Image Comics Review: Sonata #11

by Carl Bryan
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Review: SONATA #11


[Editor’s Note: This review may contain spoilers]

Writer:  Brian Haberlin and David Hine

Artists: Geirrod van Dyke and Brian Haberlin

Colors: Geirrod van Dyke

Letters: Frances Takenaga


Reviewed by: Carl Bryan


“How did you do it Korbyss?  How did you save your skinny wrinkled a$$ this time? ” – Sonata

“THE CITADEL: DEATH IS NOT THE END” Part Five Triumph turns to despair as Sonata returns as her people’s savior, only to find that there is no one left to save.


Brian Haberlin and David Hine  continue to weave their own universe via a Romeo and Juliet tale, but add a bit of Battlestar Galactica, a dash of Star Wars, and now some Invasion of the Body Snatchers

Or maybe some of Netflix’s Altered Carbon.

Our main protagonists, Pau and Sonata, are fresh from learning that the gods created their respective tribes (the Rans and the Tayans) to be vessels to contain their minds/souls after their current forms are exhausted.

Ironically a god that can die is not a god…is it?  But that being beside the point, this revelation puts the gods into a bit of a pickle as Sonata is not into giving up her body so a god can inhabit her.  Nor is Pau…however it is a little late for him.

Issue 10’s revelation of the Angel of Death provides the gods original intent, but this issue fleshes out the development of the two tribes, what the gods subscribe to, and ideally gives a stronger back story to Sonata’s fabric of existence.

We even get to enjoy an earlier version of Korbyss when he first landed on the planet.  Part physician, part witch doctor, part…well a mixture of comic relief and part schizophrenic, Korbyss provides the sand that fills the cracks of the story.


Choices…this issue is chock full of them.  How do you impose your freedom and your choices on a god?  How does a god impose their choices on another god?  And how do you sacrifice one parent for another?  Pau does this in a major cliff-hanger that will have implications for this world for issues to come.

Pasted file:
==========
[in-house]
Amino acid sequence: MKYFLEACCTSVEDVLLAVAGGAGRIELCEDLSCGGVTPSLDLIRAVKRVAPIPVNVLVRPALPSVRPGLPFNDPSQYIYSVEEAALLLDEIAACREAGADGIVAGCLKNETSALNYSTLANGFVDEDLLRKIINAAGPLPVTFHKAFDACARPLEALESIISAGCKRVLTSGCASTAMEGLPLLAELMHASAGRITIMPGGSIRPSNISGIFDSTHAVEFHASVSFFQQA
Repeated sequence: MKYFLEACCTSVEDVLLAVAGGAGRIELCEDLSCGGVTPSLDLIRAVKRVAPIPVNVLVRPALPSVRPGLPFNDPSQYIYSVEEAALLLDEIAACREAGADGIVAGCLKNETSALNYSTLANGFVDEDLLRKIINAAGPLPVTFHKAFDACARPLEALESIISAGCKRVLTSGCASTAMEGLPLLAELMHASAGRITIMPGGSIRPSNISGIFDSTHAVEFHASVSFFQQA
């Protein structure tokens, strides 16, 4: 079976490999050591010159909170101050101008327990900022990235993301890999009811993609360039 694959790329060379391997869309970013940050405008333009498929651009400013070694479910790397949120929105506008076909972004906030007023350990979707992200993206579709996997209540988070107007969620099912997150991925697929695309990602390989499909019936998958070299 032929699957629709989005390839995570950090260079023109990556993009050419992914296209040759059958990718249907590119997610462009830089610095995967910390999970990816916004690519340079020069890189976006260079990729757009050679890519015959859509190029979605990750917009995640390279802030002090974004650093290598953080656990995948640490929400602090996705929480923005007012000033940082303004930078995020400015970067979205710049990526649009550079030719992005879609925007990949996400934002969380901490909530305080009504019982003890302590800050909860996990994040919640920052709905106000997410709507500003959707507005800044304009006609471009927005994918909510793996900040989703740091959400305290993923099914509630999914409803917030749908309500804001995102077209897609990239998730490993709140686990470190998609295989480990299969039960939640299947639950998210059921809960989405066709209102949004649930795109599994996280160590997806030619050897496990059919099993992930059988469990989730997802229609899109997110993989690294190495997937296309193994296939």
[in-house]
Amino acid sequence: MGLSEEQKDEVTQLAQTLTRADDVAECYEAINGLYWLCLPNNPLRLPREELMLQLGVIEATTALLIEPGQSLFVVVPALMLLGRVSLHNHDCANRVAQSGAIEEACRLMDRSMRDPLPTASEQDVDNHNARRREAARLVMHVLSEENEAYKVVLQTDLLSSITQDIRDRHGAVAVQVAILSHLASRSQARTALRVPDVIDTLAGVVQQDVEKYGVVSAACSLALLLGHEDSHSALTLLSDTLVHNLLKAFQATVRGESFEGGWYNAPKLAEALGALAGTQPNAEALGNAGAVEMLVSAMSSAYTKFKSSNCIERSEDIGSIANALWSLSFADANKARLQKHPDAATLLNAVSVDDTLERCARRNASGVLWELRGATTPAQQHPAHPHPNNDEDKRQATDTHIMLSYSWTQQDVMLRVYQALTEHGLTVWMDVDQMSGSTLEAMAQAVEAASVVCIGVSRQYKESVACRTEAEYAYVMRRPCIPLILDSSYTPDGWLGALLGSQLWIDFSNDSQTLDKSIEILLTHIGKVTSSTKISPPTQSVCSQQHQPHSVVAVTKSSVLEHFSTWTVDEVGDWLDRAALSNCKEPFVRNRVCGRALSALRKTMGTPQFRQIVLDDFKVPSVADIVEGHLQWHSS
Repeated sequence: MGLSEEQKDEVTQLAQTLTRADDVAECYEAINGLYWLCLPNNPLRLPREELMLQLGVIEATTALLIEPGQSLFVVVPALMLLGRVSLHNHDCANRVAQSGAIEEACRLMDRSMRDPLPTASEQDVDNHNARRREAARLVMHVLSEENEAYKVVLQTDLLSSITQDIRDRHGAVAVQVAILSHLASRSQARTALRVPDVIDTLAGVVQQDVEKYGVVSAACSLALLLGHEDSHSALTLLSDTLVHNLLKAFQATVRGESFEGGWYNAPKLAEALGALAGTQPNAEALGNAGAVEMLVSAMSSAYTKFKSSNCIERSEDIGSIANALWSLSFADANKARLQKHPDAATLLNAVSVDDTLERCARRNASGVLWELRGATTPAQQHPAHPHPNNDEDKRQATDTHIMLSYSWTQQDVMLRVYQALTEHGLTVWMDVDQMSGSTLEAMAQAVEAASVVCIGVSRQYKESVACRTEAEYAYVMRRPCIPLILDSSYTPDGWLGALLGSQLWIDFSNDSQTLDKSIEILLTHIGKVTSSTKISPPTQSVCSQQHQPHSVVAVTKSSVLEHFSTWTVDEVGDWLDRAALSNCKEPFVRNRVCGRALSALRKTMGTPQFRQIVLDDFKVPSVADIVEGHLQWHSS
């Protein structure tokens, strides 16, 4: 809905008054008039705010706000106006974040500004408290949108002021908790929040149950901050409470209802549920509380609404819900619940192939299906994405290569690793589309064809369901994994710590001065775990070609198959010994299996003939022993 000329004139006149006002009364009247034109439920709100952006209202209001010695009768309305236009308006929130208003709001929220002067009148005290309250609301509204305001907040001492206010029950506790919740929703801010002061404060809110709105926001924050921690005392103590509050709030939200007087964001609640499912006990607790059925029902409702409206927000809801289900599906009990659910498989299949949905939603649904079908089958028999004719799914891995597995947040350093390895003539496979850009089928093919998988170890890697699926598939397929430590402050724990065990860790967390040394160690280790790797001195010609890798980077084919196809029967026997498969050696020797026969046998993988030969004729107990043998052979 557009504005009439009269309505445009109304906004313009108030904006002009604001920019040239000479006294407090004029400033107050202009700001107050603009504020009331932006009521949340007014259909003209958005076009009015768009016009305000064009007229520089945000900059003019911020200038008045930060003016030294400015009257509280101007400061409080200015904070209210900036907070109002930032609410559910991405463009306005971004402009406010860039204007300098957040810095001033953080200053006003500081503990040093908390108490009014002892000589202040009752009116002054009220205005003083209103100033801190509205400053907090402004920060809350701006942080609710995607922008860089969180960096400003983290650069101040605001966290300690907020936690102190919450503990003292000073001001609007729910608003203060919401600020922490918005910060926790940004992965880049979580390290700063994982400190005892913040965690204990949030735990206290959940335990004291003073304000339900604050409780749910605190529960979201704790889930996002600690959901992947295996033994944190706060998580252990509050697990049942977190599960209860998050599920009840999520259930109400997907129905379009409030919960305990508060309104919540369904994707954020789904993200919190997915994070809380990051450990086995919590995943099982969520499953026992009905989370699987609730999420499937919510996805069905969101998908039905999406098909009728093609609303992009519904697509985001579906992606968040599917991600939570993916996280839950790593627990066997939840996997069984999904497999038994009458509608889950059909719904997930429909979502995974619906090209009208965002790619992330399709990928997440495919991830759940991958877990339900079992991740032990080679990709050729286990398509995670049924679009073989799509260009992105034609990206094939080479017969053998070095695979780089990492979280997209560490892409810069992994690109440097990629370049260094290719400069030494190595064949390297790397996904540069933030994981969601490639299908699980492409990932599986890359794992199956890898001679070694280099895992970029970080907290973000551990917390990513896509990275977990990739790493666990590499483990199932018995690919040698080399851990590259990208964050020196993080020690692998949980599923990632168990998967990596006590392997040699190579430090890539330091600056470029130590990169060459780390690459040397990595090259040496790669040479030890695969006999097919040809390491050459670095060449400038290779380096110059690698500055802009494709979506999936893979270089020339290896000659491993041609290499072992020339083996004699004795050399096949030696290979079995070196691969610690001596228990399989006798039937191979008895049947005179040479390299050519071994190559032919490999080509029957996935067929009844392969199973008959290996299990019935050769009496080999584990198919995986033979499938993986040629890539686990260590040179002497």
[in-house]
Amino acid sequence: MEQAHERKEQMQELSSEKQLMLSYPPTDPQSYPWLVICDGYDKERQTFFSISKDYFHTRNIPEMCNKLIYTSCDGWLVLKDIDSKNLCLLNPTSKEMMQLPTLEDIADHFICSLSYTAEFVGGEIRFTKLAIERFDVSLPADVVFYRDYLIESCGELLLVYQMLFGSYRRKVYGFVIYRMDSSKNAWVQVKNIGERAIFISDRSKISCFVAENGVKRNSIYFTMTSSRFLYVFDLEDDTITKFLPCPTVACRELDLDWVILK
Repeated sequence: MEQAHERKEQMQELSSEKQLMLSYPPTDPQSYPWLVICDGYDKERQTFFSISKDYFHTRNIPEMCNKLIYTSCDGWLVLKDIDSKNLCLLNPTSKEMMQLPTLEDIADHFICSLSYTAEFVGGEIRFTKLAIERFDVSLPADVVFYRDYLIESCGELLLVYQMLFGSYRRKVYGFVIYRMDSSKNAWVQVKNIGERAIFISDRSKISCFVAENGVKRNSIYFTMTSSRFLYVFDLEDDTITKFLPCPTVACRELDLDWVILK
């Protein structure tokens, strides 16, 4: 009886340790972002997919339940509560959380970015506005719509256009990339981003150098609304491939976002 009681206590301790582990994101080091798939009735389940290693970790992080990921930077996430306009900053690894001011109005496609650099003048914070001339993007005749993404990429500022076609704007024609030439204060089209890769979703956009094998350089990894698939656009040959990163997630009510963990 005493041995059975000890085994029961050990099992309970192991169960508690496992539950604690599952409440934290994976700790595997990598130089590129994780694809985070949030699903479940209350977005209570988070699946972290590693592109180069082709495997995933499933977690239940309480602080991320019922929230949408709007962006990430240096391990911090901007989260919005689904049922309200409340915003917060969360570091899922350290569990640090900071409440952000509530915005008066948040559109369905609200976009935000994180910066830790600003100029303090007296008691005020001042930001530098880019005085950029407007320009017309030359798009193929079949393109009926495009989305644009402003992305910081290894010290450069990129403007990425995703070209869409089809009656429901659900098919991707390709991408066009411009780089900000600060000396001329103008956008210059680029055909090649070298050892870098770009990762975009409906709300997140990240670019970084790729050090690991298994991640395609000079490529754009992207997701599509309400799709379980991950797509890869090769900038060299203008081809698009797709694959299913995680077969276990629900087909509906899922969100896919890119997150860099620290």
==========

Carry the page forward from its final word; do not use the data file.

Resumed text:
Great story telling with some great use of literary angles worthy of some strong literature – a Shakespeare tragedy in outer space.



More Positives

So Geirrod van Dyke and Brian Haberlin simply can draw.  The images of this book jump off the pages, and the attention to detail is exquisite!  Image comics is the correct forum for these two to draw in.  Not that DC or Marvel couldn’t accommodate their type of playground antics, but there is something unique about the story telling they are doing with their art!



This is a complicated comic when you look in the rear view mirror.  After having read eleven issues, each one takes on a different angle and it becomes a bit of an Easter egg hunt to find the literary references.

If you are into puzzles, that is a good thing.  However, you have to get the language under your belt.  Fortunately, Image is providing not one but two ways to do that.

Sonata Vol. 1: Valley of the Gods and Sonata Vol. 2: The Citadel will provide a new reader a quick and concentrated way to catch up.  Is it worth it?  Yes.  Is it needed?  Yes.



Sonata #11 is a turning point!  It’s a catalyst and a cliff hanger.  I am intrigued as to how this is going to turn out,. But more importantly what will the authors use in their next issue to provide in their cadre of literature knowledge.  High brow comic book reading is what is in store for you!


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